Seeing patients: visiting and examining patients to assess their conditions is a key part of the role, including talking with patients about their health. In a busy location, a nurse practitioner could see tens of patients in a single day. They’ll also take observations of blood pressure, temperature, heart rate etc and review patients’ charts.
Diagnosing: nurse practitioners rely on their training, education and experience to determine the most likely cause of a patient's symptoms, often discussing them with other nurses or doctors, to help them make an accurate diagnosis.
Coordinating treatment plans: following diagnosis, nurse practitioners work with the patient, their families and a wider team of medical professionals to make sure they get the care they need. They’ll decide how to manage the disease, such as recommending lifestyle changes, prescribing medicines or referring the patient on to the relevant specialist.
Training and guidance: training new nurses, answering their questions and supervising procedures or admin tasks may also form part of a nurse practitioner’s day.
At the end of the working day, nurse practitioners typically prepare for the next day by creating a schedule and ordering lab tests such as blood tests.
What kind of skills and qualities should a nurse practitioner have?
Focus: it’s essential to be attentive to what patients tell you and what you notice when you examine them; otherwise you may miss essential clues as to the cause of their symptoms.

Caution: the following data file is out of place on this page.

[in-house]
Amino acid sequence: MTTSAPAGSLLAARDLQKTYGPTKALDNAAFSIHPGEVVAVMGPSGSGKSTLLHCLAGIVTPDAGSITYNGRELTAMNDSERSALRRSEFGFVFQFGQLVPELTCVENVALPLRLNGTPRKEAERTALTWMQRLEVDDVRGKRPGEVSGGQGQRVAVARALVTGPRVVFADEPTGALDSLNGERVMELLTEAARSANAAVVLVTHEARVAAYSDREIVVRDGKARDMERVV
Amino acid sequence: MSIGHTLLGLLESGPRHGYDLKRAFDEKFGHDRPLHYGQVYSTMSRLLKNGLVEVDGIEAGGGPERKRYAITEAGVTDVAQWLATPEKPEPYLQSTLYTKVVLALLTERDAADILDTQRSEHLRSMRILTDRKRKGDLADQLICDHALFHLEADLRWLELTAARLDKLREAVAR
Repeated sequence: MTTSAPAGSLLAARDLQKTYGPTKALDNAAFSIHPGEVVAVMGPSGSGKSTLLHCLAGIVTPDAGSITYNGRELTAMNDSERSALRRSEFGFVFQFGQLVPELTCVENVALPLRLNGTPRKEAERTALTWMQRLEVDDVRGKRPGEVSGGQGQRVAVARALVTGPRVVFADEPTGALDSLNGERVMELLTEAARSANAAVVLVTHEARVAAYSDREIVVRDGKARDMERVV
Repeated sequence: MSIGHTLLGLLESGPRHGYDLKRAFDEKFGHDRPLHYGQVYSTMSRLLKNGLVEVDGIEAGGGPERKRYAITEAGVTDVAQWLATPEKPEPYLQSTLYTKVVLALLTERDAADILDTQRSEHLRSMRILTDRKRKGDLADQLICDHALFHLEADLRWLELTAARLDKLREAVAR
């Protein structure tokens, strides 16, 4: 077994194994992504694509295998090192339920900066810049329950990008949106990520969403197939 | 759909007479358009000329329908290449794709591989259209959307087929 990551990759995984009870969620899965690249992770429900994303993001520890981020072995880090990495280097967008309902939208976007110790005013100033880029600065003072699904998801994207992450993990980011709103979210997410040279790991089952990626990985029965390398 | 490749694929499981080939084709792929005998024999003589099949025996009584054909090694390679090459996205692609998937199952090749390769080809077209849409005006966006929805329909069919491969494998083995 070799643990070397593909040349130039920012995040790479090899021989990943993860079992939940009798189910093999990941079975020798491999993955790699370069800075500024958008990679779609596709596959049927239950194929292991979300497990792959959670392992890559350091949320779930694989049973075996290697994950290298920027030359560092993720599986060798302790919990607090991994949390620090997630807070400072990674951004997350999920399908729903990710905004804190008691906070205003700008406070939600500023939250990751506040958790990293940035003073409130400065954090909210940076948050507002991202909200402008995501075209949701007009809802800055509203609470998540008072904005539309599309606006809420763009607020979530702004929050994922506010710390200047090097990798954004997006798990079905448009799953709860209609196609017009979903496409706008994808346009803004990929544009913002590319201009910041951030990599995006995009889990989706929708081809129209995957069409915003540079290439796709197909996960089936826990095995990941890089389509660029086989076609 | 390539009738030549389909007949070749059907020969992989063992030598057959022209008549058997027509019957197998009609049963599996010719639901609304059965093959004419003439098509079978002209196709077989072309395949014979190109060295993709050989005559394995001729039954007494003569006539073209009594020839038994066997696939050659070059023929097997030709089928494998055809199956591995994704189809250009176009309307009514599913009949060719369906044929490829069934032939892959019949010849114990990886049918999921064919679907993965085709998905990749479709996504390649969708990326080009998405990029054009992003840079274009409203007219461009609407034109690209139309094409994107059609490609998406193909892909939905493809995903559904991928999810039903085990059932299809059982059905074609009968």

“Try to focus on what the patient or the family is telling you. Additionally, do not make assumptions. Assumptions are one of the critical factors that limit a provider’s attention. Keep several differential diagnoses in mind to avoid tunnel vision during your physical examination” says Andrea Mosher, a primary care paediatric nurse practitioner.
Compassion and empathy: this a core skill for all nurses – it is essential to be concerned about a patient and what they are going through and to let them know that you care and want to support them.
Integrity: establishing a patient’s trust by being honest and upfront with them is key to getting the critical information from them that is needed for their care.
Competence and skill: the job comes with responsibility for patients’ health, so proficiency and conversely being aware of the limits of your knowledge and when to defer to specialists is important.
Being a good communicator and listener: nurse practitioners have to be able to communicate with their patients, colleagues, and upper management, expressing themselves clearly and concisely and actively listening to what others are saying.
Tenacity: a nurse practitioner has to persevere and come up with alternate plans to help their patient. Creating these plans may take some out-of-the-box thinking.